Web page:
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Every summer, the veterans organization American Legion hosts nearly 20,000 teens in weeklong camps called Boys State. Hundreds of boys in each state run for mock political office (or did before COVID-19, at least), including the top spot of governor. Even if you’re not a political junkie, the experience seems like a lot of fun, especially as presented in the new documentary Boys State, filmed in Texas in 2018.
You could summarize the award-winning film this way: Two liberal documentary-makers crash a conservative boys camp. Yet despite clear Democratic bias, filmmakers Jesse Moss and Amanda McBaine use a cinéma vérité style that lets the boys speak for themselves, giving viewers real insight. At times, Boys State feels relaxed or tongue-in-cheek. At other times it bursts with excitement—and testosterone—as more than a thousand raucous and rowdy 17-year-olds converge on Austin.
Amid the chaos, McBaine and Moss focus on four boys—Steven, Robert, René, and Ben. Much of the time they portray the boys as three-dimensional people who make real moral choices. Choices like whether to lie to get ahead in their political ambitions. As Robert says, “My stance on abortion would not line up well with the guys out there at all. So I chose to pick a new stance.” Unlike in grown-up politics, here we see behind the curtain to what’s really in their hearts and minds.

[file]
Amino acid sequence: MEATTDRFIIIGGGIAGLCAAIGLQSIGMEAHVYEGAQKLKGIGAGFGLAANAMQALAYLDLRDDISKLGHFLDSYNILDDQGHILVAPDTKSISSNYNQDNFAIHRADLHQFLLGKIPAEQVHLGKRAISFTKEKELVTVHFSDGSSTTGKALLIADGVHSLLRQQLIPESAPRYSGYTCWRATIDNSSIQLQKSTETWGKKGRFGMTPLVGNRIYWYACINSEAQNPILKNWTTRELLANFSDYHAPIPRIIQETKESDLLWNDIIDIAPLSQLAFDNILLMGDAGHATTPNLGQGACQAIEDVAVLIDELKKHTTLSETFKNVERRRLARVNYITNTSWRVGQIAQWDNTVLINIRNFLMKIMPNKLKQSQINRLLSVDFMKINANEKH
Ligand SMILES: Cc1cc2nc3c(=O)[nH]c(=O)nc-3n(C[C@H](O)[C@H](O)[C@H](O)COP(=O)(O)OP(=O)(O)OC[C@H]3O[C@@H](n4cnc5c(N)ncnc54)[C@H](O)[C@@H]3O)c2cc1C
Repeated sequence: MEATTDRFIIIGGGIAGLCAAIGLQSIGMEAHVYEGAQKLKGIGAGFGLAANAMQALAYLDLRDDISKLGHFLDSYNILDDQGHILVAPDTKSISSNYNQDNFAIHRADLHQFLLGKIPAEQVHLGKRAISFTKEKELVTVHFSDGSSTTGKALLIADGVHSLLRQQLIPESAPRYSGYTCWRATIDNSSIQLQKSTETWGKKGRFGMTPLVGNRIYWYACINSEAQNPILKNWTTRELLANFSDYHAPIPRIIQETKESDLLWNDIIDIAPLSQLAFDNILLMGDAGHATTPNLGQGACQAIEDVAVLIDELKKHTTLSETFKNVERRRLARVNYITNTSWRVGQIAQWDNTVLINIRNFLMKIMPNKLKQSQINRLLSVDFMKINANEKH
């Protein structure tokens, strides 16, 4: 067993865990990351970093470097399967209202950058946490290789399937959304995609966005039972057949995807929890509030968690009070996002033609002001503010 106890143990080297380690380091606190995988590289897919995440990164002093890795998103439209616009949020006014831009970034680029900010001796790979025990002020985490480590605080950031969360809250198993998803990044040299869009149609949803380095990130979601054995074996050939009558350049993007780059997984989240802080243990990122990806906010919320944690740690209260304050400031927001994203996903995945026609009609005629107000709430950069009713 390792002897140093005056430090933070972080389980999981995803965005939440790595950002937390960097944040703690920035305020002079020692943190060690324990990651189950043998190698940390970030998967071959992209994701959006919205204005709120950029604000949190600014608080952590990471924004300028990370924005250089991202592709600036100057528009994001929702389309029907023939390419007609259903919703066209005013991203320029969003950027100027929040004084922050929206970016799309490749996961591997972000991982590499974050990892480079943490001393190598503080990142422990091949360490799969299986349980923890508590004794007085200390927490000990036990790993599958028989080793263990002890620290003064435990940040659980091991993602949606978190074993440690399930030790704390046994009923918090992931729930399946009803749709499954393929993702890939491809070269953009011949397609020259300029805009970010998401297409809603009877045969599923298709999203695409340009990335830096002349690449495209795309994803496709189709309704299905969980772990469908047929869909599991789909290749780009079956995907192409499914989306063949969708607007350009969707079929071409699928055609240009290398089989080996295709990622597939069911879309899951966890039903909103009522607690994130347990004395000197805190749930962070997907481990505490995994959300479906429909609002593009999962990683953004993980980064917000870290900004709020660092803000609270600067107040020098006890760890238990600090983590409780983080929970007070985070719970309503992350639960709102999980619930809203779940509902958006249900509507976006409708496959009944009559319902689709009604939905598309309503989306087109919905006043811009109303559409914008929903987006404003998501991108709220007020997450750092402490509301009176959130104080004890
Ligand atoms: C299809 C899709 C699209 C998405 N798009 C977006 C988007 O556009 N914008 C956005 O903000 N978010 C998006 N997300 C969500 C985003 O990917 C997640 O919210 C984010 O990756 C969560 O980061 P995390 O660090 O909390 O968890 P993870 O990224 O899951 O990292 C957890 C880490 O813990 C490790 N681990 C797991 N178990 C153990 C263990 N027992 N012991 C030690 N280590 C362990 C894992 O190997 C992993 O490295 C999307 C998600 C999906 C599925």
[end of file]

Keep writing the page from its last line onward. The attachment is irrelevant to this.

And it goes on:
Boys State contains bad language and negative role models. But we also see a clear difference between servant leadership and self-serving politicians. Progressive Steven talks with the boys across the aisle and tries to represent their views as well as his own. In contrast, the Ronald Reagan–loving conservative Ben smears his opponents with whatever dirt he can find. To get ahead, he misrepresents Steven’s stance on guns. In Ben’s mind, lying is just part of the game.
Since the film’s August release on Apple TV+, many media outlets have focused on the boys with progressive views. In an opinion piece for The New York Times, René describes encountering racism at the camp and suggests the U.S. political system rewards such behavior. “I believe that to love America is to be as cynical about our political system as necessary until real change is made,” he writes.
But the most hopeful reflection I’ve seen comes from Ben, the Reagan fan. The film brought him face to face with his shortcomings, as he explains in an interview with the Aspen Institute: “You know, when Steven’s gun control issue came out, my first instinct was, let’s smear him on it. … Boys State was a wonderful opportunity to reflect on it and say, just because that’s how it’s been, that’s not how it should be.”
Ben’s mature introspection and repentance feels almost shocking in our culture today. And it offers some hope God isn’t done with these boys—or our country—just yet.